“The scale of rifting in the newly-removed areas seems larger, and the pieces are moving out as large bergs and not toppled, finely-divided ice melange,” said Ted Scambos from the National Snow and Ice Data Center who uses ASAR images to track the area.



“The persistently low sea ice cover in the area and data from some interesting sources, electronic seal hats [caps worn by seals that provide temperature, depth and position data] seems to suggest that warm water beneath the halocline may be reaching the underside of the Wilkins Ice Shelf and thinning it rapidly – and perhaps reaching the surface, or at least mixing with surface waters.”



Prof. David Vaughan of the British Antarctic Survey (BAS) said: “Wilkins Ice Shelf is the most recent in a long, and growing, list of ice shelves on the Antarctic Peninsula that are responding to the rapid warming that has occurred in this area over the last fifty years.



“Current events are showing that we were being too conservative, when we made the prediction in the early 1990s that Wilkins Ice Shelf would be lost within thirty years – the truth is it is going more quickly than we guessed.”


The Wilkins Ice Shelf, a broad plate of floating ice south of South America on the Antarctic Peninsula that is connected to Charcot and Latady Islands, had been stable for most of the last century before it began retreating in the 1990s.



By studying ESA ERS SAR satellite images since the 1990s, Braun and his colleague Dr Angelika Humbert from the Institute of Geophysics, Münster University, have found the Wilkins Ice Shelf has break-up events with loss of large areas rather than underlying ordinary, continuous calving.



For instance, in February 2008 an area of about 400 km² broke off from the Wilkins Ice Shelf, narrowing the ice bridge that connects it to Charcot and Latady Islands down to a 6 km strip. From 30 to 31 May 2008 it experienced further break-up with an area of about 160 km² breaking off, reducing the ice bridge to just 2.7 km.



Braun and Humbert are monitoring the ice sheet daily via Envisat acquisitions as part of their contribution to the International Polar Year (IPY) 2007-2008, a large worldwide science programme focused on the Arctic and Antarctic.



Satellite data are essential for observing polar regions. Envisat’s ASAR instrument is able to produce high-quality images, even through clouds and darkness. Therefore, it is particularly suited to acquire images over Antarctica during the local winter period where hours of daylight are limited and cloud cover is quite frequent.



“ESA provides daily ASAR images that are easily accessible to scientists. It is particularly rewarding for us to see that the Envisat data are essential for scientists to quickly and easily observe these ice-shelf phenomena — a luxury that was not available to the scientific community a few years ago,” ESA Envisat Mission Manager Henri Laur said.



“ESA is committed to continue monitoring the polar areas with Envisat and in the future with the GMES Sentinel-1 satellite.”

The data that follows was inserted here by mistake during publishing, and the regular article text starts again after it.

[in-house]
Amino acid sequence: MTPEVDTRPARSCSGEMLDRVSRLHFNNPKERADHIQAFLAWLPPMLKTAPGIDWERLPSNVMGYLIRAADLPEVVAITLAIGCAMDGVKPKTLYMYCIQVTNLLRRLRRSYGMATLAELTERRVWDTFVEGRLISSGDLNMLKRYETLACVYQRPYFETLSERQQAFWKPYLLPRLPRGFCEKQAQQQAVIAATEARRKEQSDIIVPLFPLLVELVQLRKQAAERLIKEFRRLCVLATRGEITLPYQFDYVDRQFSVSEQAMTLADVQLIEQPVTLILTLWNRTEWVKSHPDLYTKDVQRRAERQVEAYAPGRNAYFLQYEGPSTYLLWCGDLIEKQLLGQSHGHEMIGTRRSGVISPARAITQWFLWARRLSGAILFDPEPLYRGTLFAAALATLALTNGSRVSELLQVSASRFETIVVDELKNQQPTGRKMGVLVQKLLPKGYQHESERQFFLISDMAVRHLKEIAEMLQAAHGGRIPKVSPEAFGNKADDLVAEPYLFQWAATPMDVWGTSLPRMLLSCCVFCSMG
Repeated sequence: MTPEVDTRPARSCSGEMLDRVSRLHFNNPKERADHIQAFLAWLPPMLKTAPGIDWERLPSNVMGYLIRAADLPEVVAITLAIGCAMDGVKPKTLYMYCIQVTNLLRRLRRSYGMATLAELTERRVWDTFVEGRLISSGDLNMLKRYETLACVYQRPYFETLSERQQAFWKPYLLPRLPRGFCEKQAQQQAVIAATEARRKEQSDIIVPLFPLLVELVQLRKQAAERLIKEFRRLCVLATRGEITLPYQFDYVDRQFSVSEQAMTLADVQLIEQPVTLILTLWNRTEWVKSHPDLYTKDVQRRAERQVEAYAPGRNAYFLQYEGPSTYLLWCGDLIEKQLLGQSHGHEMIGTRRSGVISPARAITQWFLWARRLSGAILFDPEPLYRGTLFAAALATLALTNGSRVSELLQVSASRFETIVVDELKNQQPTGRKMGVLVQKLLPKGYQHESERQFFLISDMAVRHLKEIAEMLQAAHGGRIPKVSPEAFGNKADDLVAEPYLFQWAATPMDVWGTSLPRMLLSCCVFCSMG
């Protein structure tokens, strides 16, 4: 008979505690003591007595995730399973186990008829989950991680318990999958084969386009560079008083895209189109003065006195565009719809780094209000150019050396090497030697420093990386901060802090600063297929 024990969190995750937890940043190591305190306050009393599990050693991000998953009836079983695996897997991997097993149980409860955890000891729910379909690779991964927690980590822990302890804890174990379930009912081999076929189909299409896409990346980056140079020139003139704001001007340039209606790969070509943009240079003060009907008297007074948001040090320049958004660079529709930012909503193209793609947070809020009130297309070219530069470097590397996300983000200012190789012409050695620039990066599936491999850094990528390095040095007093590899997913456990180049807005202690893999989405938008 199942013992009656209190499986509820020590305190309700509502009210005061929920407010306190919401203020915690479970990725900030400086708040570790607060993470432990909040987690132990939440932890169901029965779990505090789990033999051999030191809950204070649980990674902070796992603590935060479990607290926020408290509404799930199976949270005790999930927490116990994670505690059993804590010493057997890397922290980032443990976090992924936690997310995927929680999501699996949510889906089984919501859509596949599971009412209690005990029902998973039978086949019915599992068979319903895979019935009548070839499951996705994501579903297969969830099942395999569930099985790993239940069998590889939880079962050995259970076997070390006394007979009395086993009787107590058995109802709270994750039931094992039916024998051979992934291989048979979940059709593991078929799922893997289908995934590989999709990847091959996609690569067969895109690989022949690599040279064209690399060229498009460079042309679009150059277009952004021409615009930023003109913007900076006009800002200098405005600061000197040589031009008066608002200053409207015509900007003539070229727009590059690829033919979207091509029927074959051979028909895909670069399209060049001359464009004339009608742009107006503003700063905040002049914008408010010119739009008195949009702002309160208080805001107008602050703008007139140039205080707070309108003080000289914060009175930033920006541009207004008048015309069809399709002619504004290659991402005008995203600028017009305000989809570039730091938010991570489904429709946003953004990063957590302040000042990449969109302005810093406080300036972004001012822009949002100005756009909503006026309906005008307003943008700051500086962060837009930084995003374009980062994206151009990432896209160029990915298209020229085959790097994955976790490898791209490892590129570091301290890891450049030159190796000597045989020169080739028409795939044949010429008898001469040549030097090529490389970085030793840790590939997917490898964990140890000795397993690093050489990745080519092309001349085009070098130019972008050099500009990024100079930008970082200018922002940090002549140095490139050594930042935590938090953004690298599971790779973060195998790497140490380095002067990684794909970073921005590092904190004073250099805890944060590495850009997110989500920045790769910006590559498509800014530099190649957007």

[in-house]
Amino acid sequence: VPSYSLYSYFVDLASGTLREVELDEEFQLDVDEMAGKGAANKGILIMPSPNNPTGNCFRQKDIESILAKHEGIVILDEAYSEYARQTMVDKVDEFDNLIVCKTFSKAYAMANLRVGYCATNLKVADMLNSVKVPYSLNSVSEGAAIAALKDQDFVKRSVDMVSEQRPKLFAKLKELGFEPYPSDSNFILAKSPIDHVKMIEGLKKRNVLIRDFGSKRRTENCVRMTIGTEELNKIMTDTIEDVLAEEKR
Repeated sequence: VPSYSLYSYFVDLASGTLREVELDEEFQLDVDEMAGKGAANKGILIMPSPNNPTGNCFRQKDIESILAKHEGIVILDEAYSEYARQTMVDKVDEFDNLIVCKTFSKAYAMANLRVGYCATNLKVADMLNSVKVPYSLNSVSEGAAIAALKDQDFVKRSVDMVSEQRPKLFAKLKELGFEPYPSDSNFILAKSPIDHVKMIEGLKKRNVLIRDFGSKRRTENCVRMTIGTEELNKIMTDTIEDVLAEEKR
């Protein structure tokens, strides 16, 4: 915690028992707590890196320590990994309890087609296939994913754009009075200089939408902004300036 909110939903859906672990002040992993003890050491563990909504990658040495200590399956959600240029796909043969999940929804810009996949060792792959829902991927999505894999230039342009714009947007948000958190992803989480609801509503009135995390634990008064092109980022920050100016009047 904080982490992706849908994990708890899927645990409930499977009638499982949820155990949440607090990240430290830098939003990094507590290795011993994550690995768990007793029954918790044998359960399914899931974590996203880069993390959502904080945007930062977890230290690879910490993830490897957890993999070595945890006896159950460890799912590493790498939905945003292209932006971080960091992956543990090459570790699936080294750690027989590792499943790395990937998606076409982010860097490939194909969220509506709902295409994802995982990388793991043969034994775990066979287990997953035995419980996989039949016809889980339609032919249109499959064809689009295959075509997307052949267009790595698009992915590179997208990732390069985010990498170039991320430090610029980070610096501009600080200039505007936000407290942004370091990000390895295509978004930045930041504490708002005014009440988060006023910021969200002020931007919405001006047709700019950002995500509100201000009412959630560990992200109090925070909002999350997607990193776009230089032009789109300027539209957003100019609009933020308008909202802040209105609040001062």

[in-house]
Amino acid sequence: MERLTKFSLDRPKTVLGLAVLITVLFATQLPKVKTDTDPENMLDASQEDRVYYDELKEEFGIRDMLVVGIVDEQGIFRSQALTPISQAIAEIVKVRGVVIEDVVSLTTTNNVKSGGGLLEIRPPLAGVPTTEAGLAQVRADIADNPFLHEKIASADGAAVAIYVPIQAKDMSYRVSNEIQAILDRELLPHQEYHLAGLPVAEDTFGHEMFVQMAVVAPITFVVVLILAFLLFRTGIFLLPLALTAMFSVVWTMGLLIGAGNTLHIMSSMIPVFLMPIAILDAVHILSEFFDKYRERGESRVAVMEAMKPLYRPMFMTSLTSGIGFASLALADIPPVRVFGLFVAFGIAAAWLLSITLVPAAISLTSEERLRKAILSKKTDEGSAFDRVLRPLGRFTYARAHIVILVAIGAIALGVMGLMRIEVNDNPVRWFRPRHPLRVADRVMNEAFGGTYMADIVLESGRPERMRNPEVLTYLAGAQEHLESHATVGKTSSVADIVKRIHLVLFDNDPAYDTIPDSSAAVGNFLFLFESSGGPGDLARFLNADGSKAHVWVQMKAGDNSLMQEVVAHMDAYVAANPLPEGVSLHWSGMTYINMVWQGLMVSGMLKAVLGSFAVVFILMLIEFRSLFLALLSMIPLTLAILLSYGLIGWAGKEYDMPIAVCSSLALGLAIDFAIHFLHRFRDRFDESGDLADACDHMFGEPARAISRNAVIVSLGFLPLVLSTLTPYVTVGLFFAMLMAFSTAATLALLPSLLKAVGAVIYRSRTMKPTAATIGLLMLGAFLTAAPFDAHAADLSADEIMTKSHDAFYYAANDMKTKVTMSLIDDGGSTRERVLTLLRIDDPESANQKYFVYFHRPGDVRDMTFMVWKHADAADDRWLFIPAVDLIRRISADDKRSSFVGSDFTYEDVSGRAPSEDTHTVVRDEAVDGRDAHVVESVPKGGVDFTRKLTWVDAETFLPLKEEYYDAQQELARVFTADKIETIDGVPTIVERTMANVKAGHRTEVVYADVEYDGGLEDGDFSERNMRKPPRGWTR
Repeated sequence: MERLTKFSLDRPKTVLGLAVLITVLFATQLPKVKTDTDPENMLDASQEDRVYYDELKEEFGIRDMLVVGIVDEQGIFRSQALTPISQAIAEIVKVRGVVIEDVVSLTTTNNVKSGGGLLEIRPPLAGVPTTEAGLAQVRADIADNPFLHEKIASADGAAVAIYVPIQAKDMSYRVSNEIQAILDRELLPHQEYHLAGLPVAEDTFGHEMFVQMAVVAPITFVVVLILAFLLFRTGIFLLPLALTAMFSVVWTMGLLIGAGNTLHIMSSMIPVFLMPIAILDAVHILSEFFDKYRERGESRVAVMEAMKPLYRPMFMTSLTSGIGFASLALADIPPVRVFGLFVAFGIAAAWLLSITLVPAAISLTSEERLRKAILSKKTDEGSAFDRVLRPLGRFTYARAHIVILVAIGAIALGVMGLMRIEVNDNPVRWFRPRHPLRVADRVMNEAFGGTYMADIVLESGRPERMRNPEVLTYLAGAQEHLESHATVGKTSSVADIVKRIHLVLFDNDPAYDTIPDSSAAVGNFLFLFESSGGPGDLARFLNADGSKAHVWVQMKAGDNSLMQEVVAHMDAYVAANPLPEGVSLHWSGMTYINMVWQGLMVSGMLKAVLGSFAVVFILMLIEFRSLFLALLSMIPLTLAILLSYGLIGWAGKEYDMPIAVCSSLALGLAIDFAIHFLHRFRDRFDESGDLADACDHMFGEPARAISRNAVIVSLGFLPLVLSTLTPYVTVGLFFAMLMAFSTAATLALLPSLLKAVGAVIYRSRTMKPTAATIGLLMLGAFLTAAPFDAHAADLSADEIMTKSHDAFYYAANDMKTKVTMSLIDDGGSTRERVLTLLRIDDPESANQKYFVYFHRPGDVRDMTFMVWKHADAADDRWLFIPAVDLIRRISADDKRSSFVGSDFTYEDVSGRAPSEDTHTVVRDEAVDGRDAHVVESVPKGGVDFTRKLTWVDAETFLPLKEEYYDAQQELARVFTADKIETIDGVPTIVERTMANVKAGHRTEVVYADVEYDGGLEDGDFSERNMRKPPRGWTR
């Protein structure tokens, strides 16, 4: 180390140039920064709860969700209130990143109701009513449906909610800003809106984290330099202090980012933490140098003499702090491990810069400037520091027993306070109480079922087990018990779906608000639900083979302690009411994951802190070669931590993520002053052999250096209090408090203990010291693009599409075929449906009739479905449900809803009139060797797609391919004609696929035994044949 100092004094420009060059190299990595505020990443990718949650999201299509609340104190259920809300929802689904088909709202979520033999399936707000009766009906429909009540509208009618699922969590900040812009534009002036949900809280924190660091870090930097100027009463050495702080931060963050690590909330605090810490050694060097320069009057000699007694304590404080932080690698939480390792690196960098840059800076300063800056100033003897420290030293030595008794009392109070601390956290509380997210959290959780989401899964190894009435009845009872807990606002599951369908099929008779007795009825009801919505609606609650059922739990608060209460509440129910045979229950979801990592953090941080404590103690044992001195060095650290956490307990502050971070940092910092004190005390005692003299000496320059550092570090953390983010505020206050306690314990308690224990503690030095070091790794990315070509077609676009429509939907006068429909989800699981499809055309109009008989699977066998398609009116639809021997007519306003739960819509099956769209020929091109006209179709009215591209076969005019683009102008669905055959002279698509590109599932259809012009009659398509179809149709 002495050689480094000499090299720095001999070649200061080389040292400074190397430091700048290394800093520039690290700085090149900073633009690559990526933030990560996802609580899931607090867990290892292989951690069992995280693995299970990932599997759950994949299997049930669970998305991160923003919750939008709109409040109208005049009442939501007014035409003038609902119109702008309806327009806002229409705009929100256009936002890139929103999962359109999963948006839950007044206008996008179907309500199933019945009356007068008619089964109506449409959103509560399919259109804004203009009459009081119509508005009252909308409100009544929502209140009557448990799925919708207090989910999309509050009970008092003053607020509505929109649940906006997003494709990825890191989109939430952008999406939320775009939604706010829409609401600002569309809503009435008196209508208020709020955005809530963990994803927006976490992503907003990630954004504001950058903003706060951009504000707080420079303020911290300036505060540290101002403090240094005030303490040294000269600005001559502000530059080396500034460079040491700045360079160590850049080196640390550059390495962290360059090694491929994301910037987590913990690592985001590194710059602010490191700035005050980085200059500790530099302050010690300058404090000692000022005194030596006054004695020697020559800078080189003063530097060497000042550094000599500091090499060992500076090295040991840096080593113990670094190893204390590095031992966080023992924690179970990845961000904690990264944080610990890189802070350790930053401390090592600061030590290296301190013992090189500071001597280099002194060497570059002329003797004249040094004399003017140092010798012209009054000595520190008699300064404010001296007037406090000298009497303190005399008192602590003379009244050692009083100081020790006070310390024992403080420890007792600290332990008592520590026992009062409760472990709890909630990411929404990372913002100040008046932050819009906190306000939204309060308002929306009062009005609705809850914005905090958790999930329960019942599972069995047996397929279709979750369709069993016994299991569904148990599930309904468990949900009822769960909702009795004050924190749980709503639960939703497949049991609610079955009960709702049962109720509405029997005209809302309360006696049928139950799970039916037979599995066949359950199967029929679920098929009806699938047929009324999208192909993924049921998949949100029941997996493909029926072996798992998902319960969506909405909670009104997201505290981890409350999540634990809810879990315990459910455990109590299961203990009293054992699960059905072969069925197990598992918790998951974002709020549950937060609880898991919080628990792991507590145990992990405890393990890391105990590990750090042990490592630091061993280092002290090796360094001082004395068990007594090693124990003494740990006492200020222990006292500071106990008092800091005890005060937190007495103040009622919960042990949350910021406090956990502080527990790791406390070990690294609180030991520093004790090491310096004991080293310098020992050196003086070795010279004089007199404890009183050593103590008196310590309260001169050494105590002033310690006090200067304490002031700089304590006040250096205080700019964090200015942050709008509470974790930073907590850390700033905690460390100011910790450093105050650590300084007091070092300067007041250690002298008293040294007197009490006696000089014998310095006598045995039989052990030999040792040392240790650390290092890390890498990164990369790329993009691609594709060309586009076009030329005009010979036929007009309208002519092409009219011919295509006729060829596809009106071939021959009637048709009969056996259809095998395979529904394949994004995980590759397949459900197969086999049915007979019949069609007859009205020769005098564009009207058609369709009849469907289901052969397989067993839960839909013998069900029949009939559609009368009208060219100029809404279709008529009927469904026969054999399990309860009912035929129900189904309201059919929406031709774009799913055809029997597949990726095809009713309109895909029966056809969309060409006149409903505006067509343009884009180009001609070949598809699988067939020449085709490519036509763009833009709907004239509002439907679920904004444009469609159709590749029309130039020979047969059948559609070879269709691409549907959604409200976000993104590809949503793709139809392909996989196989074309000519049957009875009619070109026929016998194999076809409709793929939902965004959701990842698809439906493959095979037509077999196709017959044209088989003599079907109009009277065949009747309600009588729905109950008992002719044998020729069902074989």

In an effort to ensure as much SAR data as possible is made available to scientists and polar region projects during IPY, ESA is coordinating with other space agencies worldwide, such as Japan’s JAXA, the Canadian Space Agency and the German and Italian space agencies, to acquire additional SAR data over these areas with their own satellites.

Even the Antarctic winter cannot protect Wilkins Ice Shelf





<IMG SRC="/Images/Wilkins_Ice_Shelf.jpg" WIDTH="350" HEIGHT="339" BORDER="0" ALT="Wilkins Ice Shelf has experienced further break-up with an area of about 160 km2 breaking off. “>
Wilkins Ice Shelf has experienced further break-up with an area of about 160 km2 breaking off.

Wilkins Ice Shelf has experienced further break-up with an area of about 160 km² breaking off from 30 May to 31 May 2008. ESA’s Envisat satellite captured the event – the first ever-documented episode to occur in winter.



Wilkins Ice Shelf, a broad plate of floating ice south of South America on the Antarctic Peninsula, is connected to two islands, Charcot and Latady. In February 2008, an area of about 400 km² broke off from the ice shelf, narrowing the connection down to a 6 km strip; this latest event in May has further reduced the strip to just 2.7 km.



This animation, comprised of images acquired by Envisat’s Advanced Synthetic Aperture Radar (ASAR) between 30 May and 9 June, highlights the rapidly dwindling strip of ice that is protecting thousands of kilometres of the ice shelf from further break-up.



According to Dr Matthias Braun from the Center for Remote Sensing of Land Surfaces, Bonn University, and Dr Angelika Humbert from the Institute of Geophysics, Münster University, who have been investigating the dynamics of Wilkins Ice Shelf for months, this break-up has not yet finished.



“The remaining plate has an arched fracture at its narrowest position, making it very likely that the connection will break completely in the coming days,” Braun and Humbert said.




<IMG SRC="http://www.esa.int/images/asa_imm_geo_sub_L,0.gif" BORDER="0" ALT="Wilkins Ice Shelf has experienced further break-up with an area of about 160 km2 breaking off. “>

Braun and Humbert are monitoring the ice sheet daily via Envisat acquisitions as part of their contribution to the International Polar Year (IPY) 2007-2008, a large worldwide science programme focused on the Arctic and Antarctic.



The ASAR images used to compile these animations were acquired as part of ESA’s support to IPY. ESA is helping scientists during IPY to collect an increasing amount of satellite information, particularly to understand recent and current distributions and variations in snow and ice and changes in the global ice sheets.



ESA is also co-leading a large IPY project – the Global Interagency IPY Polar Snapshot Year (GIIPSY) – with the Byrd Polar Research Centre. The goal of GIIPSY is to make the most efficient use of Earth-observing satellites to capture essential snapshots that will serve as benchmarks for gauging past and future changes in the environment of the polar regions.